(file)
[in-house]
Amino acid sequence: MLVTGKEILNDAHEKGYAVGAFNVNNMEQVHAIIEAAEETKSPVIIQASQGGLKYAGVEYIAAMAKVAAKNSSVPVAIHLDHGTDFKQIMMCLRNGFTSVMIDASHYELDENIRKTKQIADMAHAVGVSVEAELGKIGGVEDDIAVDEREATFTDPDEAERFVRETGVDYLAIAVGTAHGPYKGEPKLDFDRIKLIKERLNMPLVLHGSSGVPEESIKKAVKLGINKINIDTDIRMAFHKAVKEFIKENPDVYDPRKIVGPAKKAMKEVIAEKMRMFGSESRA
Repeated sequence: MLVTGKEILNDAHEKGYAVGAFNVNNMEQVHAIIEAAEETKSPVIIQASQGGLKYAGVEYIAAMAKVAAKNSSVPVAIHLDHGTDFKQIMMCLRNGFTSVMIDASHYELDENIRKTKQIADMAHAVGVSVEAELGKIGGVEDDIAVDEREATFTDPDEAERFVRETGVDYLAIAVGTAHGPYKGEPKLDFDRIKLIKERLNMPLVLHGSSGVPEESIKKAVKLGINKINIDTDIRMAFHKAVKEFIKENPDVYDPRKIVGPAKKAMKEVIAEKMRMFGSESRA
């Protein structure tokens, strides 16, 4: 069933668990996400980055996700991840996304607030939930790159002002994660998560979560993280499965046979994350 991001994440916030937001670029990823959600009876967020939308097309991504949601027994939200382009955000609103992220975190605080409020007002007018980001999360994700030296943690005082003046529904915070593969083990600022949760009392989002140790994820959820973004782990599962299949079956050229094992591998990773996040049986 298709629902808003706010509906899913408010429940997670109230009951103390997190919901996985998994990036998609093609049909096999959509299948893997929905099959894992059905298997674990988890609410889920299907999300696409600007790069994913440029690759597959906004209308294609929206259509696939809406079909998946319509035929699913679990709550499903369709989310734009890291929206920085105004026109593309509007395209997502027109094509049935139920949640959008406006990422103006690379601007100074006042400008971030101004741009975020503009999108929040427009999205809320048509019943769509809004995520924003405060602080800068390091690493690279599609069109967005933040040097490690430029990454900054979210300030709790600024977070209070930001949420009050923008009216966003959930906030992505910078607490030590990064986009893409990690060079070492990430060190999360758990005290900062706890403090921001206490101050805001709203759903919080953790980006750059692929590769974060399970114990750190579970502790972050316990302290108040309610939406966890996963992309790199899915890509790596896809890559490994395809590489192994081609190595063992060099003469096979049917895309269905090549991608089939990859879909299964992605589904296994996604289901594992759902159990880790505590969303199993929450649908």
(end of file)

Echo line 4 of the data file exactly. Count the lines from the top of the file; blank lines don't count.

């Protein structure tokens, strides 16, 4: 069933668990996400980055996700991840996304607030939930790159002002994660998560979560993280499965046979994350 991001994440916030937001670029990823959600009876967020939308097309991504949601027994939200382009955000609103992220975190605080409020007002007018980001999360994700030296943690005082003046529904915070593969083990600022949760009392989002140790994820959820973004782990599962299949079956050229094992591998990773996040049986 298709629902808003706010509906899913408010429940997670109230009951103390997190919901996985998994990036998609093609049909096999959509299948893997929905099959894992059905298997674990988890609410889920299907999300696409600007790069994913440029690759597959906004209308294609929206259509696939809406079909998946319509035929699913679990709550499903369709989310734009890291929206920085105004026109593309509007395209997502027109094509049935139920949640959008406006990422103006690379601007100074006042400008971030101004741009975020503009999108929040427009999205809320048509019943769509809004995520924003405060602080800068390091690493690279599609069109967005933040040097490690430029990454900054979210300030709790600024977070209070930001949420009050923008009216966003959930906030992505910078607490030590990064986009893409990690060079070492990430060190999360758990005290900062706890403090921001206490101050805001709203759903919080953790980006750059692929590769974060399970114990750190579970502790972050316990302290108040309610939406966890996963992309790199899915890509790596896809890559490994395809590489192994081609190595063992060099003469096979049917895309269905090549991608089939990859879909299964992605589904296994996604289901594992759902159990880790505590969303199993929450649908």